• Enhanced decision-making support with complex decisions shared,
  • The provision of time and space for clinicians to ‘decompress’ and
  • Staff working consistently within the same team5.

Enhanced decision-making support with increasing complexity requires a more enhanced clinician support. As we have more Physician Assistants and Nurse Practitioners working hard to provide support to patients, clients and residents, physicians and experienced PA’s and NP’s need to be available to support practitioners as they manage the increasing complexity of care. No one should feel that they are on their own. Providing intermittent touch backs with your clinical team and discussing complex cases can help provide increased levels of support. Sharing moral responsibility with other clinicians will help to reduce the intensity of dilemmas and the build-up of moral residue. 

Impact of Schedule

Developing space for clinicians to decompress is critical. We believe that a lack of time to process events is key to the build-up of moral residue and the development of moral injury. Thus, time to ‘decompress’ can reduce the risk. It should be recognized that repeated, long, intense shifts and making decisions overnight, whilst being expected to work the next day, are not conducive to this. Rostering approaches need to better balance, and vary, the intensity of working environments for individuals6. Acceptance and Commitment Therapy (ACT) has been applied to clinicians with significant positive effect, especially the components of mindfulness. Mindfulness seems to moderate the factors that lead to the contribution of complex decision making to moral injury. The more we can create this space the more psychological flexibility is possible for clinicians7.

Impact of the Team

Having the ability to work and share breaks with a team can help build comradery, support and loyalty to each other that can help mitigate moral injury distress by knowing there is a team that can work. We can provide teams with tools to build trust and support for each other that can give an increased sense of wellness, minimize isolation of complex decision-making process and pool resources to diffuse the burden of the moral injury. The ability to create healthy teams is an essential component of minimizing the long- and short-term effects of moral injury.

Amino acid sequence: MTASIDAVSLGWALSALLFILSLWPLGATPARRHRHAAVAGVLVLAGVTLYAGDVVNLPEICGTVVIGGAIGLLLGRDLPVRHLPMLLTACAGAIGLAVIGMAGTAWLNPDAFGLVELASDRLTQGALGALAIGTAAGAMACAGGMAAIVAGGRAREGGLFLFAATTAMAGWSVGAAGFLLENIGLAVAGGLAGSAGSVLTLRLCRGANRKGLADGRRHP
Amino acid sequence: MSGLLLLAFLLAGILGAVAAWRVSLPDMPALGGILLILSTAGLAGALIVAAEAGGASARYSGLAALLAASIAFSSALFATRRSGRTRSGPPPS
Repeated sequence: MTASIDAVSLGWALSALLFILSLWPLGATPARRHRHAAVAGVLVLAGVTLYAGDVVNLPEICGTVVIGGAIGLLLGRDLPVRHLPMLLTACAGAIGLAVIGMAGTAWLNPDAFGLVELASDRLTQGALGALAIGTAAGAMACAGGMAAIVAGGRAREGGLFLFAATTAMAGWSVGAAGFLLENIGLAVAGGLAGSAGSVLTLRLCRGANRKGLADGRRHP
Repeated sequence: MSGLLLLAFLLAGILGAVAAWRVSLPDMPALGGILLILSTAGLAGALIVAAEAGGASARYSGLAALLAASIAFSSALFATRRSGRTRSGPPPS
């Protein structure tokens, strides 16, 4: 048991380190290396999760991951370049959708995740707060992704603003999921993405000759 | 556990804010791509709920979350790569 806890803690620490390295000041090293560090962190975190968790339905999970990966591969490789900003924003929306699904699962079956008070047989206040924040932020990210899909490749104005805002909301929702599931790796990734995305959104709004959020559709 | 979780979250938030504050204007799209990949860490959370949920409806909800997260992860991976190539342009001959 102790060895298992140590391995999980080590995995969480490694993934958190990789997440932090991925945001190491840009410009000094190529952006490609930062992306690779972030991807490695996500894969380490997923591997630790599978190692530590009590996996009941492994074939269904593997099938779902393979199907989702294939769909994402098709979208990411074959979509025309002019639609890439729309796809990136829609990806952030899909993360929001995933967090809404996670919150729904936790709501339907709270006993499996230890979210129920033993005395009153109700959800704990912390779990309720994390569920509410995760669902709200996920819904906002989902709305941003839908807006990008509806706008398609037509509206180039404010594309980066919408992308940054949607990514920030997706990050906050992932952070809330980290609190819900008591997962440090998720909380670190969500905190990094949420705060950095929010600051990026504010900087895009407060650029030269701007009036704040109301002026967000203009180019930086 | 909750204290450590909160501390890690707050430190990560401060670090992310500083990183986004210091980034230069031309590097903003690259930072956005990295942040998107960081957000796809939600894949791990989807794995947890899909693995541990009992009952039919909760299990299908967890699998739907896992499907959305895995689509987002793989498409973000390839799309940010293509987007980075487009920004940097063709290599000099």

We Can Help

VITAL WorkLife is here to support you or your team to build trust and support to positively impact patient care. From physician peer coaching to group facilitation, our resources can minimize the effects of moral injury. For counseling, coaching and other resources contact us at 952.230.5109, through the VITAL WorkLife App or contact us online.

1. Dean W, Talbot S, Dean A. "Reframing Clinician Distress: Moral Injury Not Burnout." Federal Practitioner September 2019: 400-402.

2. Hines, Stella E, et al. "Initiation of a survey of healthcare worker distress and moral injury at onsent of the COVID-19 surge." American Journal of Independent Medicine July 2020: 23157.

3. Roycroft, Matthew, et al. "Limiting moral injury in healthcare professionals during the COVID-19 pandemic." Occupational MedicineJuly 2020: 312-314.

4. Ann B Hamric, Walter S Davs, Marcia Day Childress. "Moral Distress in health care professionals." Pharos Alpha Omega Alpha Honor Medical Society January 2006: 16-23.

5. Epstein, Elizabeth Gingell and Ann Baile Hamric. "Moral distress, moral residue and the crescendo effect." Journal of Clinical EthicsApril 2009: 330-342.

6. AoMRC ATDG. Plans regarding redeployment during the COVID-19 pandemic - extended position statement. March 2020. https://www.aomrc.org.uk/wp-content/uploads/2020/03/200326_ATGD_COVID-19-redeployment_full.pdf. 26 February 2021.

7. Tziana Ramaci, Diego Bellini, Giovambattista Presti, Giuseppe Santisi. "Psychological Flexibility and Mindfulness as Predictors of Individual Outcomes in Hospital Health Workers." Frontiers In Psychology 12 June 2019: 1302.